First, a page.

Tarboro is the ninth-oldest incorporated town in North Carolina, created in 1760. It’s situated right on the Tar River at the fall line in the Piedmont and the town served the area as an important colonial river port. It’s located in Edgecombe County and about an hour drive east of Raleigh, located right off Highway 64.
5 Best Things to Do in Tarboro NC
Visit Local Tarboro Museums to Learn More Local History
There are quite a few museums located in Tarboro and neighboring Princeville to learn more about the local history of the area. Visit the Edgecombe County Veterans’ Military Museum (located right beside Tarboro Brewing Company) to learn more about the past, present and future military veterans who were born in, lived in, or had family in Edgecombe County.
Head across the bridge to the Princeville Museum and Welcome Center. Princeville was originally known as Freedom Hill and was incorporated on February 20, 1885. The Museum and Welcome Center are located inside the beautifully restored schoolhouse that once housed Princeville Grade School, interpretive displays bring the town’s rich history to life.
Explore Blount-Bridgers House and Historical Gardens and the African American Historic Sites Trail
Photo via Rocky Mount Telegram
Blount-Bridgers House and Hobson Pittman Memorial Gallery
A Federal-style, circa 1808 plantation house built by Thomas Blount, a prominent Edgecombe County businessman and U.S. congressman. In 1979, the house was adaptively restored and turned into a museum. Today, the first floor is home to a collection of 19th century furniture, furnishings and Edgecombe County memorabilia. Visitors can learn about the history of the town, county and the house itself.
The second floor houses the beautiful Hobson Pittman Memorial Gallery, a living museum to Pittman, Edgecombe County’s premier artist (1899-1972). Here, visitors can enjoy the permanent Hobson Pittman Collection of 20th century artwork, as well as exhibits from local, regional, national and international artists.
The museum is open for tours Wednesday-Friday from 10:00 a.m. – 4:00 p.m., Saturday and Sundays from 2:00 p.m. – 4:00 p.m. Special tours by appointment.
Blount-Bridgers Historical Gardens
Surrounding the Blount-Bridgers House are its attractive gardens comprised of mostly native plants, shrubbery, flowers and trees that were prevalent in the early 1800’s. A perennial garden, two shade gardens, a kitchen garden and evergreens are maintained by the Blount-Bridgers Garden Committee, a 14-member governing body that sponsors an annual Garden Symposium with noted speakers and vendors, and hosts plant and flower sales fundraisers to support beautification efforts for the gardens. Most notable is the gardens’ Quercus stellata, an 87-foot tall Post Oak that shares the NC Co-Champion State Tree with two other trees in the western part of the state.
African American Historic Site Trail
African Americans have played central roles in the history of Tarboro and Edgecombe County from their beginnings. The African American Historic Sites Trail recognizes outstanding African American citizens in our community by highlighting their lives, the houses in which they lived, and some of the buildings and structures associated with their lives in East Tarboro, the all African American 20th century neighborhood. The trail provides glimpses of local African Americans who have contributed to the cultural, social, economic, political, and religious development of our community over the years. Fourteen sites, some of which are over 100 years old, are featured, including residences, church buildings, a hospital, a pharmacy, and an ante-bellum plantation house.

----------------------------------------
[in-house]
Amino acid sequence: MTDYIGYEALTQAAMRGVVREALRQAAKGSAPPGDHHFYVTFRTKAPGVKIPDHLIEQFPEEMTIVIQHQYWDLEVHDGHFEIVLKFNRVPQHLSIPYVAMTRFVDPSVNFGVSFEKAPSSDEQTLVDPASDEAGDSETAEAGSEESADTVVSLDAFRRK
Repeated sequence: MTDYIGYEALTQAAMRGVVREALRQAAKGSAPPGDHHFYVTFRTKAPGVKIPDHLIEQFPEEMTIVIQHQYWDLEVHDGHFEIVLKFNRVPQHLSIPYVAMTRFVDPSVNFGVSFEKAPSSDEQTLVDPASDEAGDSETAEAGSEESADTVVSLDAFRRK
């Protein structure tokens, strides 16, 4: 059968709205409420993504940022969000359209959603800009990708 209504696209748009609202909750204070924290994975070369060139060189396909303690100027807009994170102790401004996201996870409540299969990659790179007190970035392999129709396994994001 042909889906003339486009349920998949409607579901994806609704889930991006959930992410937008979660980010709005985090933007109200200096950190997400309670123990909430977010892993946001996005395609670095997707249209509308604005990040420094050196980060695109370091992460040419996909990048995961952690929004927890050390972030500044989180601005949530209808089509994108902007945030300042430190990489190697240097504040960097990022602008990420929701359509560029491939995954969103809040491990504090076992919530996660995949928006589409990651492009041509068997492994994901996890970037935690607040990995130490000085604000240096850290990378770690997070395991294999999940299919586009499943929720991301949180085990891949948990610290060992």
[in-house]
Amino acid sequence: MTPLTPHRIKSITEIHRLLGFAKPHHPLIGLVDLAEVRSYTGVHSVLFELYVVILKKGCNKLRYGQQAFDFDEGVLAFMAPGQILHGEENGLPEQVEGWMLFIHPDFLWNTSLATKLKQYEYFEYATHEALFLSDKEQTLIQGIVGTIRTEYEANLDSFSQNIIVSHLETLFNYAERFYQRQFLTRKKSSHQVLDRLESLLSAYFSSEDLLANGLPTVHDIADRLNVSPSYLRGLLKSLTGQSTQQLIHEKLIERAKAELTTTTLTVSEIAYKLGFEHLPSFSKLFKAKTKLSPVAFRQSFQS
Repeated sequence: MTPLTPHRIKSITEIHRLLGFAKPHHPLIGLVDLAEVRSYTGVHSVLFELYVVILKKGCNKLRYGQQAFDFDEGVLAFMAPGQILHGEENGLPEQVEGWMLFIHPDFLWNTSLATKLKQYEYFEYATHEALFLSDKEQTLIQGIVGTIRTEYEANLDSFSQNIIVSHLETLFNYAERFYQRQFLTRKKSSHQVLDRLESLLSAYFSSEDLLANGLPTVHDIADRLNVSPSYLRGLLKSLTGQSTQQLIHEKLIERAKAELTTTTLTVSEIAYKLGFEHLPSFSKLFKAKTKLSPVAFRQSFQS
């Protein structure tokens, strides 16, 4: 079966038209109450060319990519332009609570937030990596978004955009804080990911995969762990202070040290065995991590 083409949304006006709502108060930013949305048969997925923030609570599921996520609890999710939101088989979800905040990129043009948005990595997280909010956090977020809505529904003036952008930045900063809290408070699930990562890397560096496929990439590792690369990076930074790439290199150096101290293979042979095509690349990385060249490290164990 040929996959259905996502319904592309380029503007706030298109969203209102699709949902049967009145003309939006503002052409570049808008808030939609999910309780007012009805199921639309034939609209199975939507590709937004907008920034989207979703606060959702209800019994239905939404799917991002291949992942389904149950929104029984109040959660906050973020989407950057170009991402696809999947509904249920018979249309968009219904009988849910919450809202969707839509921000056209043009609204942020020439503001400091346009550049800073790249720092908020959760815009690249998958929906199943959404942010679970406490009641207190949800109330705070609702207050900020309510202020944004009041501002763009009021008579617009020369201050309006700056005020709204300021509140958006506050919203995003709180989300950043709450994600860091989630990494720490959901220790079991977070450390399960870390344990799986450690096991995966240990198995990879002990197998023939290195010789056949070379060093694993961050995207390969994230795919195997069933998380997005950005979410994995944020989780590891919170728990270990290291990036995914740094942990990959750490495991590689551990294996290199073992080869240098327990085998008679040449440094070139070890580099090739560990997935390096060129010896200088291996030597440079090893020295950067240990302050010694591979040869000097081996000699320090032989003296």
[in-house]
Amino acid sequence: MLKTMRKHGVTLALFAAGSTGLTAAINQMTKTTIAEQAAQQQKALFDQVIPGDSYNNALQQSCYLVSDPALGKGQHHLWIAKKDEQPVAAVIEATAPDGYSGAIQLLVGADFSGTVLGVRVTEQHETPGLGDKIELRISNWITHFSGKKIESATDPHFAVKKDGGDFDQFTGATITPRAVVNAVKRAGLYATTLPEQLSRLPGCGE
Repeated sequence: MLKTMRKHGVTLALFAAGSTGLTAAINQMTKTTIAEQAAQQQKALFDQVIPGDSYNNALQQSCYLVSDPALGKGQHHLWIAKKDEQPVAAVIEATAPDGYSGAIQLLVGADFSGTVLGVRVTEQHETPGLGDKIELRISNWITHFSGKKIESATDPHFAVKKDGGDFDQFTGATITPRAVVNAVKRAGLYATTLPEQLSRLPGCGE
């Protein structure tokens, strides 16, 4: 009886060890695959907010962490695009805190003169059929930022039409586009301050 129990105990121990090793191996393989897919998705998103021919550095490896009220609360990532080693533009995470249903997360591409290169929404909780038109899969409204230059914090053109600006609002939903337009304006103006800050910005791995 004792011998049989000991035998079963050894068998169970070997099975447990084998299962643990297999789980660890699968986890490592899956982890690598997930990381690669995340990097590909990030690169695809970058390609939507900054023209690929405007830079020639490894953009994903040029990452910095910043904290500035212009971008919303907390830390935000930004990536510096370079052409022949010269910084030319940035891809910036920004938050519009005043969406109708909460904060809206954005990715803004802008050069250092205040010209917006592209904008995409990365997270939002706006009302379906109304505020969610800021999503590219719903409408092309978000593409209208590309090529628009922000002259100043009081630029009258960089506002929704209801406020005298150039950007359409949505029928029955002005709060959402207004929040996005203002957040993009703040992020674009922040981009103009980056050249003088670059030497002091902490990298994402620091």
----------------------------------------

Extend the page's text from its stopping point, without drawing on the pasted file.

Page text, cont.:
Guided tours are available for individuals and groups, on request, by calling (252) 823-0275.
Visit the Town Commons
Photo via Visit NC
Tarboro’s impressive Town Common is one of two remaining original town commons in the United States, the other one being in Boston. Its 15 acres of lush, oak-shaded lawn serve as a gateway to the 45-block Historic District. Lined with stately homes built between 1890 and 1910, the Common was established by Tarboro’s founding fathers in 1760 and is listed on the National Register of Historic Places. Originally designed for the common grazing of livestock, community outings and military drills, the land is the crown jewel of Tarboro’s 45-block Historic District. Granite statues grace the grounds, as well as the beautiful Wyatt Fountain, named for Henry Wyatt, the first North Carolina casualty of the Civil War, the 1840 Cotton Press, which is the last of its kind, the beautiful Herb Gardens area, and the nature walk along McBryde Trail.
Be sure to stroll downtown to check out some of the local shops and Riverfront Park on the Tar River.
Grab a Brew from Tarboro Brewing Company
One of David’s very favorite beers is Tarboro Brewing Company’s Sexy Canoe, so be sure to stop in the taproom and enjoy one on draft. The taproom offers a variety of Tarboro Brewing Company beers on tap which include seasonal favorites like Sweet P Sweet Potato Amber Ale and Oktarborofest. Plus, on weekends, there are food trucks that park near the outdoor seating area!
Dine at On the Square
On the Square’s low-key charms haven’t faded since its opening, but rather have increased with every weekly menu change. Seasonal, sustainable ingredients are celebrated accordingly throughout the ever-changing menu that ranges from subtle to blunt and is teamed nightly with recommendations from a value-driven eclectic yet classic wine offering.
We started with the fried Brussel sprouts. For our main plates, I ordered the steak frites and David got the burger. Then, we finished our meal with the apple cobbler which was a delightful take on a classic with the crumbles.